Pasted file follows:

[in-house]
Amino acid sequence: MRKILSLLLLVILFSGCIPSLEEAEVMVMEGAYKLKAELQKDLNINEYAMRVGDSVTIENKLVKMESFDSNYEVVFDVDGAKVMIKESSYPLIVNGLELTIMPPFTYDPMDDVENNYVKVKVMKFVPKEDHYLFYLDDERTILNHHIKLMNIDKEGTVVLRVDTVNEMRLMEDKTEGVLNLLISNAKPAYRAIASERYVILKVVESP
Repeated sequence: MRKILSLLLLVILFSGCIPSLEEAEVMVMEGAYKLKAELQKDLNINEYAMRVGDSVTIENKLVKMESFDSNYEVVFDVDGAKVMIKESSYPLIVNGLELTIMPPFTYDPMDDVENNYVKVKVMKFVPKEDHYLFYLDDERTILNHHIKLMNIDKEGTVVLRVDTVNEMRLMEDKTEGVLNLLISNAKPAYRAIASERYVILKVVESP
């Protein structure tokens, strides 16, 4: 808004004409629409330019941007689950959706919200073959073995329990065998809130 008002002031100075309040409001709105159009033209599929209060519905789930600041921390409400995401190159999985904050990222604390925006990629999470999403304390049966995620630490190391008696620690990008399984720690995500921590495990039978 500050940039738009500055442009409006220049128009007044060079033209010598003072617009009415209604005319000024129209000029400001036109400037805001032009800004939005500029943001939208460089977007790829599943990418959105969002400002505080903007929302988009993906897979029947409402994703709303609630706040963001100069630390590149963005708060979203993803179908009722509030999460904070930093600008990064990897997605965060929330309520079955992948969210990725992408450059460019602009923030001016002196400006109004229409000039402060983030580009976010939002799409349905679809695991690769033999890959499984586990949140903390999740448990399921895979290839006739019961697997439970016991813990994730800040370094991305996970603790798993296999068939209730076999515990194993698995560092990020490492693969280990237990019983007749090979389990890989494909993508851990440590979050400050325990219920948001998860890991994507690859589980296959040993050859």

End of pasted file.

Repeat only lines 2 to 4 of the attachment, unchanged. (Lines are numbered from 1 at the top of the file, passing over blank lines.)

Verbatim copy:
Amino acid sequence: MRKILSLLLLVILFSGCIPSLEEAEVMVMEGAYKLKAELQKDLNINEYAMRVGDSVTIENKLVKMESFDSNYEVVFDVDGAKVMIKESSYPLIVNGLELTIMPPFTYDPMDDVENNYVKVKVMKFVPKEDHYLFYLDDERTILNHHIKLMNIDKEGTVVLRVDTVNEMRLMEDKTEGVLNLLISNAKPAYRAIASERYVILKVVESP
Repeated sequence: MRKILSLLLLVILFSGCIPSLEEAEVMVMEGAYKLKAELQKDLNINEYAMRVGDSVTIENKLVKMESFDSNYEVVFDVDGAKVMIKESSYPLIVNGLELTIMPPFTYDPMDDVENNYVKVKVMKFVPKEDHYLFYLDDERTILNHHIKLMNIDKEGTVVLRVDTVNEMRLMEDKTEGVLNLLISNAKPAYRAIASERYVILKVVESP
């Protein structure tokens, strides 16, 4: 808004004409629409330019941007689950959706919200073959073995329990065998809130 008002002031100075309040409001709105159009033209599929209060519905789930600041921390409400995401190159999985904050990222604390925006990629999470999403304390049966995620630490190391008696620690990008399984720690995500921590495990039978 500050940039738009500055442009409006220049128009007044060079033209010598003072617009009415209604005319000024129209000029400001036109400037805001032009800004939005500029943001939208460089977007790829599943990418959105969002400002505080903007929302988009993906897979029947409402994703709303609630706040963001100069630390590149963005708060979203993803179908009722509030999460904070930093600008990064990897997605965060929330309520079955992948969210990725992408450059460019602009923030001016002196400006109004229409000039402060983030580009976010939002799409349905679809695991690769033999890959499984586990949140903390999740448990399921895979290839006739019961697997439970016991813990994730800040370094991305996970603790798993296999068939209730076999515990194993698995560092990020490492693969280990237990019983007749090979389990890989494909993508851990440590979050400050325990219920948001998860890991994507690859589980296959040993050859």